Monthly Archives: May 2006

Google Graphical Ads Scary

OK so the ads started serving in finally to my 300×250 spot. Well, sort of. Pretty scary as to the clients showing up. This company called Remit2India keeps showing up. I did see a travel company before that, but I forgot what it was called. In my Musings blog, I keep getting Fish Tychoon. Where are the video ads? Where is my Pepsi ad? How about some Superbowl winners? It appears that Google is rotating graphical ads with the video ads.
It looks like AdSense doesn’t deem my site worthy of video ads yet. I’ll keep waiting though.

Google Video Ads on AdSense

A few weeks ago, Google announced running video ads through their Adsense program. Here is an ad I created:

Hopefully you see something! I have no idea how this is going to work, but I figure if I place it here, then I can at least check it out. Make sure you comment on the ads you see in this post – Thanks!

Raising Money from Institutions

We’re in the midst of fund raising now. It’s been an educational process.
Two weeks ago, we spoke with a placement firm which helps funds raise money from institutions. We were told that we are too small for institutions to be interested.
They apparently want to invest at least $10MM into a fund. This is because of their own size, which many institutions are now in the billions of dollars. It simply does not make sense for them to place money into another vehicle at less than that amount. They need to put larger amounts of cash to work, at one time.
The next constraint is that they want to be no more than 10% of any venture fund. This means that any fund they invest into must be at least $100MM in size.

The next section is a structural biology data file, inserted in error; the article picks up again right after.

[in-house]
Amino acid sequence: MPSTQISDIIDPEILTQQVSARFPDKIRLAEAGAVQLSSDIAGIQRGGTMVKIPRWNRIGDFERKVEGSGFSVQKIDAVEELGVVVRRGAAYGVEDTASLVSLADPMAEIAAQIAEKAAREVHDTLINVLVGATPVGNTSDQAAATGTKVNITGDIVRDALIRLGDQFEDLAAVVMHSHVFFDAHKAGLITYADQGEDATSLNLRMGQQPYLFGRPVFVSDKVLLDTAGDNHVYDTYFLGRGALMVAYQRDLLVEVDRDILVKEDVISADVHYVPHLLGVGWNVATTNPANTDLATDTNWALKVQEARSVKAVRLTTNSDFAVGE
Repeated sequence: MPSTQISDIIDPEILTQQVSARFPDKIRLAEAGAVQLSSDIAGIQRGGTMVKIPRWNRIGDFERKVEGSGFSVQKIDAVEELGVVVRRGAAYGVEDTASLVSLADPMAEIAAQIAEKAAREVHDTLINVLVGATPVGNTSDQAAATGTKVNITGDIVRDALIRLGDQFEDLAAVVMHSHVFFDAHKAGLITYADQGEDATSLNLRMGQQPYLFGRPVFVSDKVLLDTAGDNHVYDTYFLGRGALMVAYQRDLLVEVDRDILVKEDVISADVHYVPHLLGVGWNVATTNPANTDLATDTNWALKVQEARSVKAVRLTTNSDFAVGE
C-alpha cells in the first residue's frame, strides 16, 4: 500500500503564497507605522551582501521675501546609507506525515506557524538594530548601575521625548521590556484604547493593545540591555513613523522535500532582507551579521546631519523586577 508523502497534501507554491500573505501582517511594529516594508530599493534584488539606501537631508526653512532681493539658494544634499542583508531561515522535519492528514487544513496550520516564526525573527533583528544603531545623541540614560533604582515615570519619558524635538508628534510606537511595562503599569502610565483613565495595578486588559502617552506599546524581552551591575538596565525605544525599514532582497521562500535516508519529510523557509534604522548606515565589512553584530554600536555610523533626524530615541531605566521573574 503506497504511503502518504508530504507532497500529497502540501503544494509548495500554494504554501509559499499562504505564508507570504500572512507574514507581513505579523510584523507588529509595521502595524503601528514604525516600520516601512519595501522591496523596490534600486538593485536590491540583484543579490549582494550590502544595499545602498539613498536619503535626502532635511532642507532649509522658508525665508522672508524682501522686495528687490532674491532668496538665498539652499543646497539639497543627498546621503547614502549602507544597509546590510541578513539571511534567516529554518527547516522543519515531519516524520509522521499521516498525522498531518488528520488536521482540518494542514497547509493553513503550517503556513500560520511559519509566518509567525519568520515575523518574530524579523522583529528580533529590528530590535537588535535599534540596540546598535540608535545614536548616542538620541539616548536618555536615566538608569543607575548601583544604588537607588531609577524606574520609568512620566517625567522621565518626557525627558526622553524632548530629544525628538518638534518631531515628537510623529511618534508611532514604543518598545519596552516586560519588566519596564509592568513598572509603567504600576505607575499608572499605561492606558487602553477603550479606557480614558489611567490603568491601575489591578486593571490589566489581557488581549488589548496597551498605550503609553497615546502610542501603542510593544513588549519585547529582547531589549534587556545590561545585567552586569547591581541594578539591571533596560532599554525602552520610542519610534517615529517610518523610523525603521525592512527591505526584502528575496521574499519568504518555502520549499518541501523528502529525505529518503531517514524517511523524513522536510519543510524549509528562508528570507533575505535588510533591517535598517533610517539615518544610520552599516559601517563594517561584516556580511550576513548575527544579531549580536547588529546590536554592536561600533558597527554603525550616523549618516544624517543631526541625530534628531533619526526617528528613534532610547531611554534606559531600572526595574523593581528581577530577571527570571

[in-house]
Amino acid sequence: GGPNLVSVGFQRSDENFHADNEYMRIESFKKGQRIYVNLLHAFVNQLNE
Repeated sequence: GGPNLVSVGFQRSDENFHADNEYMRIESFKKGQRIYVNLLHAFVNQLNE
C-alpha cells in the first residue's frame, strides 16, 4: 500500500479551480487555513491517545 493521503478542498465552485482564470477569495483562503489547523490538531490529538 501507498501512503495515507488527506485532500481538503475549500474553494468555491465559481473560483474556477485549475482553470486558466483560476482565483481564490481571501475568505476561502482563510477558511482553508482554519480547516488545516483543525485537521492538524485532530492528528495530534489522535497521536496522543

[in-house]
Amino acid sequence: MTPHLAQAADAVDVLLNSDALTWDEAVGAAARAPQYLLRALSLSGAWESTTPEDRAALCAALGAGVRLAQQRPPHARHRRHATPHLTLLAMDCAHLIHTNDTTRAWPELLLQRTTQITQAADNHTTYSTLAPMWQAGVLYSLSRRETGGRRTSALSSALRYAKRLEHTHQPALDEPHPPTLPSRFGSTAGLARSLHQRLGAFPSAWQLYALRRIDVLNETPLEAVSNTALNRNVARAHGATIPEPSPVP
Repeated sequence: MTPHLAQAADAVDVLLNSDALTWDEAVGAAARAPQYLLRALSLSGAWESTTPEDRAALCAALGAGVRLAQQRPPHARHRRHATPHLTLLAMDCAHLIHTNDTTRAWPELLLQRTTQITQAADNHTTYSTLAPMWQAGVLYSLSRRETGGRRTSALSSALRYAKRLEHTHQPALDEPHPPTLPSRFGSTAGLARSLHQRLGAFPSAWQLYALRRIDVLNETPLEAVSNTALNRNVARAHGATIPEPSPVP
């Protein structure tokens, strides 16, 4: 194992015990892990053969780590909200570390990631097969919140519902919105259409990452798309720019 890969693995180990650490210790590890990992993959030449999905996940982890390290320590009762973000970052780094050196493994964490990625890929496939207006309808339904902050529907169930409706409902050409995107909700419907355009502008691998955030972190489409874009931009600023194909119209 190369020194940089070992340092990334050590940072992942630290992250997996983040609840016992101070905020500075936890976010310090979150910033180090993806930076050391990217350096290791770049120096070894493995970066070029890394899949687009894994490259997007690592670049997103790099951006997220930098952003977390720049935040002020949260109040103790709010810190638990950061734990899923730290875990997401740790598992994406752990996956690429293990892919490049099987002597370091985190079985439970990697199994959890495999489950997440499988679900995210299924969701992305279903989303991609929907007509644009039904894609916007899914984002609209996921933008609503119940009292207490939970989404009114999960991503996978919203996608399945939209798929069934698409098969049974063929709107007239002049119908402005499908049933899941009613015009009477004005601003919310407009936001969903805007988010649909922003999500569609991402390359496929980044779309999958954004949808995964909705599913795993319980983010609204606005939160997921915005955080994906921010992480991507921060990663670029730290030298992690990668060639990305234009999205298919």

With us at $25MM, we’re too small for them. We’re thinking about this as we continue our talks with other potential investors.

Shanghai VC Book

On my trip to Shanghai, I met a journalist working on a book about venture capitalists working now in China. It will be published in Chinese which kind of stinks since I can’t read Chinese, and I can’t wait until it gets translated to English. The journalist asked me what kinds of things a potential reader might be interested in, and I sent her a list:
1. What are the pros/cons of being in China?
2. What are the difficulties in working in China?
3. What makes it easy to work in China?
4. Where are the dollars being invested now? It would be great to show some stats, as they are extremely hard to get. As you interview the VCs, they might be willing to share an industry breakdown with you.
5. What are the current opportunities?
6. What are the trends?
7. What are the risks?
8. How is money extracted from China?
9. What are the corporate structures that enable foreign investments or ownership in China?
10. How does one deal with the chaotic environment, ie. Business climate, inconsistent legal/political system, etc.?
11. How does one deal with trust issues?
12. How does one become a VC in China? Are there legal and regulatory issues?
13. Is fund raising possible within China? Asia? Or does most of the money come from overseas?
14. Show case studies of successful/unsuccessful investments. How/Why did they succeed/fail?
15. Top 10 things to do to increase chances for success, Top 10 things not to do.
16. How do you deal with language issues?
17. What are the notable cultural differences to watch out for?
18. How receptive are entrepreneurs for help beyond money? Examples?
19. How would you characterize investors in China today? How would you characterize entrepreneurs in China today?
So much is a mystery to Westerners about China, similar to the days when I worked extensively in Japan building the Quicktake 100 for Apple with Kodak Japan and Chinon. Culturally, Chinese people are similar in many ways as they are different; it’s the differences that sometimes confound Westerners who try to work overseas. The subtlties get tripped over, often with disastrous results.
And now, with billions of dollars going into China, the stakes are much higher. So many variables, and so many things moving so fast. Will the government institute legal systems to make it more stable to do business there? Will the currency be an attractor or a hinderance? Can the Chinese people emerge gracefully from their Communist roots and support capitalism? Can the people resolve the class differences between those who have and those who have not?
All questions to ponder, and to watch history in the making over the next few years, as we watch China emerge truly into the 21st century.